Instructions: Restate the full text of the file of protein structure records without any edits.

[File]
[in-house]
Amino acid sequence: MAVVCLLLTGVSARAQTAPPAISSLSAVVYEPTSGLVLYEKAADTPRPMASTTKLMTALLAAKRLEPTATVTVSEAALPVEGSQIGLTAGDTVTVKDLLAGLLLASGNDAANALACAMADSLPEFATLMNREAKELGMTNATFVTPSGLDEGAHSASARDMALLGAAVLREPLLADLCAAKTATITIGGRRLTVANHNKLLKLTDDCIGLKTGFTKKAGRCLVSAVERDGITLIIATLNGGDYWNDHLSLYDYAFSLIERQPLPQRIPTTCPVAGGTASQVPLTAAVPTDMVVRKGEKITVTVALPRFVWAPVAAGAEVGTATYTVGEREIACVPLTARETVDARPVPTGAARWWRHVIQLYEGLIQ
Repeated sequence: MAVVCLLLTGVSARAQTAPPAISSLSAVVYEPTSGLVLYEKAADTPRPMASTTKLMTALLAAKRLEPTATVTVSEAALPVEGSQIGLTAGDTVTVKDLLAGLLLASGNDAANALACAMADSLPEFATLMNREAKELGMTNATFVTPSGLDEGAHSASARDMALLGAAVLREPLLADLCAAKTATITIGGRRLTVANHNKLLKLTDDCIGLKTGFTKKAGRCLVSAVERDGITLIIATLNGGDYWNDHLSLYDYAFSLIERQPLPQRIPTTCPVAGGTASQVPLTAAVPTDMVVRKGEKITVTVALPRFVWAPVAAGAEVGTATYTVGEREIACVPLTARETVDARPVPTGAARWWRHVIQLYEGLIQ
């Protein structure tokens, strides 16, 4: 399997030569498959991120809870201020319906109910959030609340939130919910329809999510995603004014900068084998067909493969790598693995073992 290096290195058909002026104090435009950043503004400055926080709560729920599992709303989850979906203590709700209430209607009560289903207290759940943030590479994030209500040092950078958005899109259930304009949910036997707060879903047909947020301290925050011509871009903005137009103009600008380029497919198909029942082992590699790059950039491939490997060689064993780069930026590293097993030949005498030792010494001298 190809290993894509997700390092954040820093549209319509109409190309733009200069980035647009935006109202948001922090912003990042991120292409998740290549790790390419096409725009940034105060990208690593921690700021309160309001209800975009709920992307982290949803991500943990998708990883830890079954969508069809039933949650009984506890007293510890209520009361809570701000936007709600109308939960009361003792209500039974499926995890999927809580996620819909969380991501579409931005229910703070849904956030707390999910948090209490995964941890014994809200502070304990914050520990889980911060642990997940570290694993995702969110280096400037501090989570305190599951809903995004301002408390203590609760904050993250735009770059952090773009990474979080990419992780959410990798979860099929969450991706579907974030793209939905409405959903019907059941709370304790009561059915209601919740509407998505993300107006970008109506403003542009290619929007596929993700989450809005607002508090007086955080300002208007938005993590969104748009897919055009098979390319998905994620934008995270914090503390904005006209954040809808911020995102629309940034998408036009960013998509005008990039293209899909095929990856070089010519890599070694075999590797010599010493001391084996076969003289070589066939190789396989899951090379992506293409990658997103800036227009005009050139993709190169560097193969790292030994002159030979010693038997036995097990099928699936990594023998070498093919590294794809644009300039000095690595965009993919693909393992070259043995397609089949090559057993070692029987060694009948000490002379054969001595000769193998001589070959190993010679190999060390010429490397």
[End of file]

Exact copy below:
[in-house]
Amino acid sequence: MAVVCLLLTGVSARAQTAPPAISSLSAVVYEPTSGLVLYEKAADTPRPMASTTKLMTALLAAKRLEPTATVTVSEAALPVEGSQIGLTAGDTVTVKDLLAGLLLASGNDAANALACAMADSLPEFATLMNREAKELGMTNATFVTPSGLDEGAHSASARDMALLGAAVLREPLLADLCAAKTATITIGGRRLTVANHNKLLKLTDDCIGLKTGFTKKAGRCLVSAVERDGITLIIATLNGGDYWNDHLSLYDYAFSLIERQPLPQRIPTTCPVAGGTASQVPLTAAVPTDMVVRKGEKITVTVALPRFVWAPVAAGAEVGTATYTVGEREIACVPLTARETVDARPVPTGAARWWRHVIQLYEGLIQ
Repeated sequence: MAVVCLLLTGVSARAQTAPPAISSLSAVVYEPTSGLVLYEKAADTPRPMASTTKLMTALLAAKRLEPTATVTVSEAALPVEGSQIGLTAGDTVTVKDLLAGLLLASGNDAANALACAMADSLPEFATLMNREAKELGMTNATFVTPSGLDEGAHSASARDMALLGAAVLREPLLADLCAAKTATITIGGRRLTVANHNKLLKLTDDCIGLKTGFTKKAGRCLVSAVERDGITLIIATLNGGDYWNDHLSLYDYAFSLIERQPLPQRIPTTCPVAGGTASQVPLTAAVPTDMVVRKGEKITVTVALPRFVWAPVAAGAEVGTATYTVGEREIACVPLTARETVDARPVPTGAARWWRHVIQLYEGLIQ
């Protein structure tokens, strides 16, 4: 399997030569498959991120809870201020319906109910959030609340939130919910329809999510995603004014900068084998067909493969790598693995073992 290096290195058909002026104090435009950043503004400055926080709560729920599992709303989850979906203590709700209430209607009560289903207290759940943030590479994030209500040092950078958005899109259930304009949910036997707060879903047909947020301290925050011509871009903005137009103009600008380029497919198909029942082992590699790059950039491939490997060689064993780069930026590293097993030949005498030792010494001298 190809290993894509997700390092954040820093549209319509109409190309733009200069980035647009935006109202948001922090912003990042991120292409998740290549790790390419096409725009940034105060990208690593921690700021309160309001209800975009709920992307982290949803991500943990998708990883830890079954969508069809039933949650009984506890007293510890209520009361809570701000936007709600109308939960009361003792209500039974499926995890999927809580996620819909969380991501579409931005229910703070849904956030707390999910948090209490995964941890014994809200502070304990914050520990889980911060642990997940570290694993995702969110280096400037501090989570305190599951809903995004301002408390203590609760904050993250735009770059952090773009990474979080990419992780959410990798979860099929969450991706579907974030793209939905409405959903019907059941709370304790009561059915209601919740509407998505993300107006970008109506403003542009290619929007596929993700989450809005607002508090007086955080300002208007938005993590969104748009897919055009098979390319998905994620934008995270914090503390904005006209954040809808911020995102629309940034998408036009960013998509005008990039293209899909095929990856070089010519890599070694075999590797010599010493001391084996076969003289070589066939190789396989899951090379992506293409990658997103800036227009005009050139993709190169560097193969790292030994002159030979010693038997036995097990099928699936990594023998070498093919590294794809644009300039000095690595965009993919693909393992070259043995397609089949090559057993070692029987060694009948000490002379054969001595000769193998001589070959190993010679190999060390010429490397």